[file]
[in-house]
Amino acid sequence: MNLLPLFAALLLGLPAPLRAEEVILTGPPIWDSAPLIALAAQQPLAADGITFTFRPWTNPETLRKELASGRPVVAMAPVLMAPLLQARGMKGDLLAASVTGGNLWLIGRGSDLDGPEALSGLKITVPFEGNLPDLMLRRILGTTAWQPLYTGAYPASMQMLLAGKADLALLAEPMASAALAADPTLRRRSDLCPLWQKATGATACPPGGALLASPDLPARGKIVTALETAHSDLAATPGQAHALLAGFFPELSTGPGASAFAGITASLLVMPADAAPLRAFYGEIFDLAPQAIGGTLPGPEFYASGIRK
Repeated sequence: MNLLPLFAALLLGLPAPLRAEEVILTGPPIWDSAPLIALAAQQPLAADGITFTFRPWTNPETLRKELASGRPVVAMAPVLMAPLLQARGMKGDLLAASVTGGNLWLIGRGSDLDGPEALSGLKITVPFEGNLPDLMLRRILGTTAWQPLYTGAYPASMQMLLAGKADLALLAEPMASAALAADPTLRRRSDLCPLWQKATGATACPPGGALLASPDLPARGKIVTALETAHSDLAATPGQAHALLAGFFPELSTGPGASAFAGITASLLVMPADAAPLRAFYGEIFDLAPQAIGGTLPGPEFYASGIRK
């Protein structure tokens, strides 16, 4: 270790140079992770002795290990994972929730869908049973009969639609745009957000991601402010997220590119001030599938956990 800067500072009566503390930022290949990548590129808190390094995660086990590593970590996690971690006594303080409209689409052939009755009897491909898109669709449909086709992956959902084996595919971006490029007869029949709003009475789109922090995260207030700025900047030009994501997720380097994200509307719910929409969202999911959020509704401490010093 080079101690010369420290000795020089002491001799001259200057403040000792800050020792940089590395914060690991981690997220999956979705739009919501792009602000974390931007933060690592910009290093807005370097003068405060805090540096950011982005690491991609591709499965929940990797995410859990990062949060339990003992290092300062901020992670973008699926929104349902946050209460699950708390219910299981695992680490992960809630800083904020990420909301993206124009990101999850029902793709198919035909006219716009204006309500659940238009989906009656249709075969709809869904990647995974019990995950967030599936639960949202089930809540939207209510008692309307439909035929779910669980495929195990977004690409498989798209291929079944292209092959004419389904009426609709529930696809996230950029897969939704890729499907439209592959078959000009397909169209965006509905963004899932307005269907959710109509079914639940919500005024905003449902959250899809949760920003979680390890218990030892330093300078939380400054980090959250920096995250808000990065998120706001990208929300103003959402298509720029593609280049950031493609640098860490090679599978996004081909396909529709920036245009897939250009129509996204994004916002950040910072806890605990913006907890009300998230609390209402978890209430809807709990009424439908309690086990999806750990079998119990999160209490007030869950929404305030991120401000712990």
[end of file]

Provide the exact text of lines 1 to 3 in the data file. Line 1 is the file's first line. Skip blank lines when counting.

[in-house]
Amino acid sequence: MNLLPLFAALLLGLPAPLRAEEVILTGPPIWDSAPLIALAAQQPLAADGITFTFRPWTNPETLRKELASGRPVVAMAPVLMAPLLQARGMKGDLLAASVTGGNLWLIGRGSDLDGPEALSGLKITVPFEGNLPDLMLRRILGTTAWQPLYTGAYPASMQMLLAGKADLALLAEPMASAALAADPTLRRRSDLCPLWQKATGATACPPGGALLASPDLPARGKIVTALETAHSDLAATPGQAHALLAGFFPELSTGPGASAFAGITASLLVMPADAAPLRAFYGEIFDLAPQAIGGTLPGPEFYASGIRK
Repeated sequence: MNLLPLFAALLLGLPAPLRAEEVILTGPPIWDSAPLIALAAQQPLAADGITFTFRPWTNPETLRKELASGRPVVAMAPVLMAPLLQARGMKGDLLAASVTGGNLWLIGRGSDLDGPEALSGLKITVPFEGNLPDLMLRRILGTTAWQPLYTGAYPASMQMLLAGKADLALLAEPMASAALAADPTLRRRSDLCPLWQKATGATACPPGGALLASPDLPARGKIVTALETAHSDLAATPGQAHALLAGFFPELSTGPGASAFAGITASLLVMPADAAPLRAFYGEIFDLAPQAIGGTLPGPEFYASGIRK